Truth be told, lighting is key in photography. I live for gorgeous natural light. I don’t want to create the lighting on the wedding day; the goal is to capture a wedding’s warmth; how it feels. There are a few times where a little preparation can make for more flattering photos. Since lighting is too often overlooked on the wedding day, I wanted to bring this topic into the limelight (haaaaa… I’ll stop).
As a wedding photographer, I never want to help with the timeline of the wedding day to ensure you have the best light at all times! I’d love to share a few tips to help you plan for lighting at different times during your wedding day that will make your photos extra gorgeous.
The best conditions for lighting would be a room with large windows and enough light coming in through the windows to light the room evenly with the lights off. An ideal getting ready area would be an interestingly decorated space with windows and light walls for lots of reflective light.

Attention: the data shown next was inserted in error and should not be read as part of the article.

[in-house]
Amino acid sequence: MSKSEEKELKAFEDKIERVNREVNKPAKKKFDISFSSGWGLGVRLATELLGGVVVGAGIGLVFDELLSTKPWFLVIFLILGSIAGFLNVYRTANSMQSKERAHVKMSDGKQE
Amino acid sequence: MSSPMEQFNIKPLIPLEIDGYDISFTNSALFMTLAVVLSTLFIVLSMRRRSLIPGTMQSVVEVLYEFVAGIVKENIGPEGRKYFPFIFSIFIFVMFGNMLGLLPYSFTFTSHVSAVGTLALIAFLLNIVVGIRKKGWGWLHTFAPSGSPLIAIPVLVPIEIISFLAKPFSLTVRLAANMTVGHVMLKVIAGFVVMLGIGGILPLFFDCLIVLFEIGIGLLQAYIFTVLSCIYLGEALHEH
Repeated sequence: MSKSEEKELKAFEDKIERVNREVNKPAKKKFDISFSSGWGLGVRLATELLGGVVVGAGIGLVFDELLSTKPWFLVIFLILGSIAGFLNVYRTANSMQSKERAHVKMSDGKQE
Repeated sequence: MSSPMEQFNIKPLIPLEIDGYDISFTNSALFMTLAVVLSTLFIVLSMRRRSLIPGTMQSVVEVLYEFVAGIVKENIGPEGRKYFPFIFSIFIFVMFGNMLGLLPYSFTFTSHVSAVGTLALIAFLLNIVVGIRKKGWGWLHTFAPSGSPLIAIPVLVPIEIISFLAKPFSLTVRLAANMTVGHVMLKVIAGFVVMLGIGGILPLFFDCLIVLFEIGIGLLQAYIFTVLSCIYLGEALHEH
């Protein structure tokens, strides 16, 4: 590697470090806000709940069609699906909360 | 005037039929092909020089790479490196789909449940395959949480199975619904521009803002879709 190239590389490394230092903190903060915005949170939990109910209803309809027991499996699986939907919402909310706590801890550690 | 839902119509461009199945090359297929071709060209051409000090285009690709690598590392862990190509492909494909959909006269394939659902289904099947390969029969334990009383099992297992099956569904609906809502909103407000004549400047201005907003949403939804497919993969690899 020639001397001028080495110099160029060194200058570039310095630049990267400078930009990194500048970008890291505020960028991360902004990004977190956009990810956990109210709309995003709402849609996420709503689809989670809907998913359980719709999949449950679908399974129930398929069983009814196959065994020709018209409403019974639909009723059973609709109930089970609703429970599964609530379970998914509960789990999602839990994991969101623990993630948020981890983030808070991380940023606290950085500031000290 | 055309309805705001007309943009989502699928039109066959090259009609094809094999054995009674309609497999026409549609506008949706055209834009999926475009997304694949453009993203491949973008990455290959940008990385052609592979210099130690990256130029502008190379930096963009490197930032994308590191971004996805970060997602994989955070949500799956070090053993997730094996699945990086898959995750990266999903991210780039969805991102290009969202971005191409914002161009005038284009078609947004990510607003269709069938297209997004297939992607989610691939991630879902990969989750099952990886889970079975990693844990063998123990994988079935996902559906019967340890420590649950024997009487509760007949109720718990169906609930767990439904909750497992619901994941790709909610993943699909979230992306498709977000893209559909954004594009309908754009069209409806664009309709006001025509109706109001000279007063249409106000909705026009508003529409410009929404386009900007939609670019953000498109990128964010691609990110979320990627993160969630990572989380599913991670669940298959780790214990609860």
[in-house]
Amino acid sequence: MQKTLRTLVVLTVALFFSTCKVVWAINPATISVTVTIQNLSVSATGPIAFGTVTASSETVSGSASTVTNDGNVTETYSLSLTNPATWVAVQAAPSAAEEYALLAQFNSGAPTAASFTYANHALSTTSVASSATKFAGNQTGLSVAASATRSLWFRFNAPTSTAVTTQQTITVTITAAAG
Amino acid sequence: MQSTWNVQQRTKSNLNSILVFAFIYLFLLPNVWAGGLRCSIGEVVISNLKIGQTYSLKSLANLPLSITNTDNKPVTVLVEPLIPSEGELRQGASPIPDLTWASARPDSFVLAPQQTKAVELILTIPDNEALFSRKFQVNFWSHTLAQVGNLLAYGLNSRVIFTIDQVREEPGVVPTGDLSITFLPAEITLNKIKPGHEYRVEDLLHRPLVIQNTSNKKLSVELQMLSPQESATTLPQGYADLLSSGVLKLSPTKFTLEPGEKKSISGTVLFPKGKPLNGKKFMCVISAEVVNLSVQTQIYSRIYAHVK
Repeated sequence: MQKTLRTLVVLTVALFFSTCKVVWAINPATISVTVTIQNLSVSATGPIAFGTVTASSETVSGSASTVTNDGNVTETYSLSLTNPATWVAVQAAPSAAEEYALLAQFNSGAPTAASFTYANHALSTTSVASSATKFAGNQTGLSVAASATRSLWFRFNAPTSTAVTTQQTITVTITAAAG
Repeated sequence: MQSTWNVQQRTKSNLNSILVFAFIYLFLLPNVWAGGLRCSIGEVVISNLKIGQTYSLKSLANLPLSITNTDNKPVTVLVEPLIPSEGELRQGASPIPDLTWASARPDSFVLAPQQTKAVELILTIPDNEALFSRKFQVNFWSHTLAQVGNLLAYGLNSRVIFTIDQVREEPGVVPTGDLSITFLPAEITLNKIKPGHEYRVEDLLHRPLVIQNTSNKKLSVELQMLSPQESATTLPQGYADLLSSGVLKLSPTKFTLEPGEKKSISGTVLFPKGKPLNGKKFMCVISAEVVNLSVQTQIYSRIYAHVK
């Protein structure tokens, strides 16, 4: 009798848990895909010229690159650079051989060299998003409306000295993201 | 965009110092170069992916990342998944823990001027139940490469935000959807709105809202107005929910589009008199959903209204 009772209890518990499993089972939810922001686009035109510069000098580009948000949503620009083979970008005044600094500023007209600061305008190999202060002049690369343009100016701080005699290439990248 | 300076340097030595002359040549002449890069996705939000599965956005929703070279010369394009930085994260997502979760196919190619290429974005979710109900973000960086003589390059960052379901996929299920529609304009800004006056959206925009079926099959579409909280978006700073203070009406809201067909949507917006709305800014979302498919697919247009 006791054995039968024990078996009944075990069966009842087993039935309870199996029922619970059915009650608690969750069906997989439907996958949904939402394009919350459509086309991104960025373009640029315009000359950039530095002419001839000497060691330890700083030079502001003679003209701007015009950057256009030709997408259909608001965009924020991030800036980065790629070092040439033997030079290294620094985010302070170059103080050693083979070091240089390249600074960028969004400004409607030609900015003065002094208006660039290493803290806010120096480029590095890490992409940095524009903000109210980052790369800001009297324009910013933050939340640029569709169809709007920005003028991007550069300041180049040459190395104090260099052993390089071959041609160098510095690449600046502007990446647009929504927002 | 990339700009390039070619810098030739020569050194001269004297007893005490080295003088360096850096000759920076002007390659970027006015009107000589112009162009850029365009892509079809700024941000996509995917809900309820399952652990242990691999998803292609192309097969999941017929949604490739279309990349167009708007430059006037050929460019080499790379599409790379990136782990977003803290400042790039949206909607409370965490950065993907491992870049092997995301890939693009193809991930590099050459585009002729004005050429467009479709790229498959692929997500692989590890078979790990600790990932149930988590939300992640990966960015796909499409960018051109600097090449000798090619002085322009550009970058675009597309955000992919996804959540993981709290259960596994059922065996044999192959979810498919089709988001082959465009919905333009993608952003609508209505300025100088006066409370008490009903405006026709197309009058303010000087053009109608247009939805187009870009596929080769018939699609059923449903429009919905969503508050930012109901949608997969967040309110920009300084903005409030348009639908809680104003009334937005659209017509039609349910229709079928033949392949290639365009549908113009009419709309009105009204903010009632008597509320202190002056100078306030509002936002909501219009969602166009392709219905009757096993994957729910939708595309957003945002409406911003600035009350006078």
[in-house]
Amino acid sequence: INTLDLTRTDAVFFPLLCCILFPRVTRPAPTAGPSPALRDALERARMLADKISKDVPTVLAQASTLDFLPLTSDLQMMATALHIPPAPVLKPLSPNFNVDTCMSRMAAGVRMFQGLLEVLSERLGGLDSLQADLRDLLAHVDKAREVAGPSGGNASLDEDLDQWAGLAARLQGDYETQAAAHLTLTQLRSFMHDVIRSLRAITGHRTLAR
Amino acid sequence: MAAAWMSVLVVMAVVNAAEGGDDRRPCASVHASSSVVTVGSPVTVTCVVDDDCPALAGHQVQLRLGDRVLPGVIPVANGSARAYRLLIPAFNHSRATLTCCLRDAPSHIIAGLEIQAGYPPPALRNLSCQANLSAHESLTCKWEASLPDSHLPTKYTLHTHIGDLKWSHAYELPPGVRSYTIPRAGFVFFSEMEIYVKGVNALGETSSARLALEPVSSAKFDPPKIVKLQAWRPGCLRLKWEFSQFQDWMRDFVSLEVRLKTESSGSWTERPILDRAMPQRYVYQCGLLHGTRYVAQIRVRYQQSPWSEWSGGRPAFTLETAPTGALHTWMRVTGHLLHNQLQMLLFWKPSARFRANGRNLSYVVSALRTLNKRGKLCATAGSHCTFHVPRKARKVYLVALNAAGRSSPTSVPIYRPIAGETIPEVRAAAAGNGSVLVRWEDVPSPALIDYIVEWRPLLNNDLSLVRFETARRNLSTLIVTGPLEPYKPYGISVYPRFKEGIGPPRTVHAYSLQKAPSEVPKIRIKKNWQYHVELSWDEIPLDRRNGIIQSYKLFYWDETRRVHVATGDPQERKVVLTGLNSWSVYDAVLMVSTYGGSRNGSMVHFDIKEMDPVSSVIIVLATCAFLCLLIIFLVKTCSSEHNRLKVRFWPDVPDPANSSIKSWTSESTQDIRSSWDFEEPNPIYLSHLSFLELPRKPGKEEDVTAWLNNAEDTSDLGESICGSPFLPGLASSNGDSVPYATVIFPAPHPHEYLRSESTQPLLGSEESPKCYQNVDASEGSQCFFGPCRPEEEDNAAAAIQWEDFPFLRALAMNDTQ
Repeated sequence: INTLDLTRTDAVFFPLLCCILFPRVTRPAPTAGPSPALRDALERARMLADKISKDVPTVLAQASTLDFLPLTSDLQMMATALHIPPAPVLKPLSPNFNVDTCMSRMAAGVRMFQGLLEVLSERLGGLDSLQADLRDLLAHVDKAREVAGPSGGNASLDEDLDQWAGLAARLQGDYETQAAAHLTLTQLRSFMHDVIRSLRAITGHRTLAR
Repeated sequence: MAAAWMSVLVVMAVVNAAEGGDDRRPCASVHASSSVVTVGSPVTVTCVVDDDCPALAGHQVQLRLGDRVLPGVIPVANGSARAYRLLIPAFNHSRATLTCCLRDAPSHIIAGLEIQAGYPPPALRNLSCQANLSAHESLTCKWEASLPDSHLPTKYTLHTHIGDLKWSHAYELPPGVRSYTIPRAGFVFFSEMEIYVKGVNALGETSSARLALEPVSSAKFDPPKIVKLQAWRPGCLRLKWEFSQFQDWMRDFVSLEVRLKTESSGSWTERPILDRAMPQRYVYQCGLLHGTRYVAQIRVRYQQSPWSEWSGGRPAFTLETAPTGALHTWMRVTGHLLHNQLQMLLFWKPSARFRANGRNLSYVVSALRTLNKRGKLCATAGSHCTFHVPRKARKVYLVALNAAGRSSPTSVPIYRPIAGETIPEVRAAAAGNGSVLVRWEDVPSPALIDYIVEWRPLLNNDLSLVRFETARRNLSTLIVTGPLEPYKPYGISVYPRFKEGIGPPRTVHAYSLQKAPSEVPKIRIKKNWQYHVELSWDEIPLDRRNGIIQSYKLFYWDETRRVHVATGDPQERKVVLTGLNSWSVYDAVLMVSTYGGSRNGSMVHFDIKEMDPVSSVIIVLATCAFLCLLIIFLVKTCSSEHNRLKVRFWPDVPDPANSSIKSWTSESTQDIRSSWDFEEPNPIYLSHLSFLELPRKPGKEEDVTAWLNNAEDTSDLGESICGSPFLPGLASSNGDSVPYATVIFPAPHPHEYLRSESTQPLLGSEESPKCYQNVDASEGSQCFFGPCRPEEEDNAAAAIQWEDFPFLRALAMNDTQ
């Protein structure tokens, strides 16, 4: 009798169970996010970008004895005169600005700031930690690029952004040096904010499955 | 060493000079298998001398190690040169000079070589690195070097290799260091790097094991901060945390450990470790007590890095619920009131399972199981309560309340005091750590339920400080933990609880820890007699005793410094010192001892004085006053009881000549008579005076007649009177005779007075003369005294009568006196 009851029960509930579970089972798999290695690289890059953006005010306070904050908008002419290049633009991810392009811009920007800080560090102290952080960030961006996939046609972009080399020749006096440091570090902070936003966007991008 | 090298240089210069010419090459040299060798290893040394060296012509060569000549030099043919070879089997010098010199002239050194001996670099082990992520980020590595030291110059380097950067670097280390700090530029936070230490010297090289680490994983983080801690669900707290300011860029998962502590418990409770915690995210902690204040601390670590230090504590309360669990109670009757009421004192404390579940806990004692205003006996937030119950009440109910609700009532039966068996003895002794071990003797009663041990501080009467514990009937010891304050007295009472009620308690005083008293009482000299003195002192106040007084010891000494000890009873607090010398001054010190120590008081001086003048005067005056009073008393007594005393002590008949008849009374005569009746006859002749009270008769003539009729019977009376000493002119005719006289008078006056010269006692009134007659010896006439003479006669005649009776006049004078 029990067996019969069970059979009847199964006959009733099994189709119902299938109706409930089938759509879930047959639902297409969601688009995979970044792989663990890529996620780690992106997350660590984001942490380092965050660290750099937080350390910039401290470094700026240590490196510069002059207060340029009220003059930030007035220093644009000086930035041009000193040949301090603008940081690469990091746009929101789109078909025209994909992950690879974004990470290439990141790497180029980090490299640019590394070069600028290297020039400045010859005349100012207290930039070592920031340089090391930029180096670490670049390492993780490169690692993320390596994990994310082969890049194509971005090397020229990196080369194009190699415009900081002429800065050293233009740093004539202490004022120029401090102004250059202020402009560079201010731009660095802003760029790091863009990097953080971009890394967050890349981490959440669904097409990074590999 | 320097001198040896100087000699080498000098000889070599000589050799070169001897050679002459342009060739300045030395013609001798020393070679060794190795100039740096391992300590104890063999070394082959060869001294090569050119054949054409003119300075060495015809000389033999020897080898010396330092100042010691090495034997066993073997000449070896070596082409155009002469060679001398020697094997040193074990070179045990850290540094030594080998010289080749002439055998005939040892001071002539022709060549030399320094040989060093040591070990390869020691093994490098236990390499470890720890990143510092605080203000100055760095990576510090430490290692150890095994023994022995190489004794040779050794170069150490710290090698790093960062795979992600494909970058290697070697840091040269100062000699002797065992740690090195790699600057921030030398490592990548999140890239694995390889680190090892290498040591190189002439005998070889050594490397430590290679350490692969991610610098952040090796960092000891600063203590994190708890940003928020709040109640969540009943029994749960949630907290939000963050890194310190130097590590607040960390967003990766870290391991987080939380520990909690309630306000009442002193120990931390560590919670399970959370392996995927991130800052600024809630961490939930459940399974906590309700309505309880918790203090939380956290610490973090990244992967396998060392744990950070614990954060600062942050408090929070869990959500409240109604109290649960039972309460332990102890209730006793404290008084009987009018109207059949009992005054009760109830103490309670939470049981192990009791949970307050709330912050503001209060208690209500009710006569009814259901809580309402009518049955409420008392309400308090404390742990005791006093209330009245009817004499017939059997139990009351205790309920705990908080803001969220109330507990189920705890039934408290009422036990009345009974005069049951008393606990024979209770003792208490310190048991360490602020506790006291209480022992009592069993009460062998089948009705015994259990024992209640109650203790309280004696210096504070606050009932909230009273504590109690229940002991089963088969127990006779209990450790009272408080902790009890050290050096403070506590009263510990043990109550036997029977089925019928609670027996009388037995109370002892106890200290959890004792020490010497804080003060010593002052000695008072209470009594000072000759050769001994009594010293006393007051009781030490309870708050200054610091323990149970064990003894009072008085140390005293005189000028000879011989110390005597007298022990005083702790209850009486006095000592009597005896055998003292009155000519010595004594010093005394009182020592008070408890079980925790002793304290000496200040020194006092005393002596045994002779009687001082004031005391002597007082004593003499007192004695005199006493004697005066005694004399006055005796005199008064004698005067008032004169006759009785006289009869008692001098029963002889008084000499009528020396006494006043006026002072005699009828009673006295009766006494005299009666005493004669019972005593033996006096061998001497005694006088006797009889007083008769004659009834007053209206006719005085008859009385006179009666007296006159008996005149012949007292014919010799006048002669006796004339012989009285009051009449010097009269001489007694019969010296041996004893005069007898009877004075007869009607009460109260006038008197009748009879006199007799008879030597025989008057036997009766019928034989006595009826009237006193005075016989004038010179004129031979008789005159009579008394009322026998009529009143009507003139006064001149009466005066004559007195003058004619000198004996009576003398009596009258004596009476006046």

This is why I recommend looking at renting out homes on AirBNB or getting ready at cozy bed and breakfasts instead of stuffy hotel rooms (which unfortunately are usually full of no-smoking signs, sprinklers, and questionable chairs and carpet choices).
Lighting to avoid: anything with mixed light (example: a little bit of daylight coming in through the window + orange tungsten bulbs, tungsten + fluorescents lights, daylight + florescent light, etc).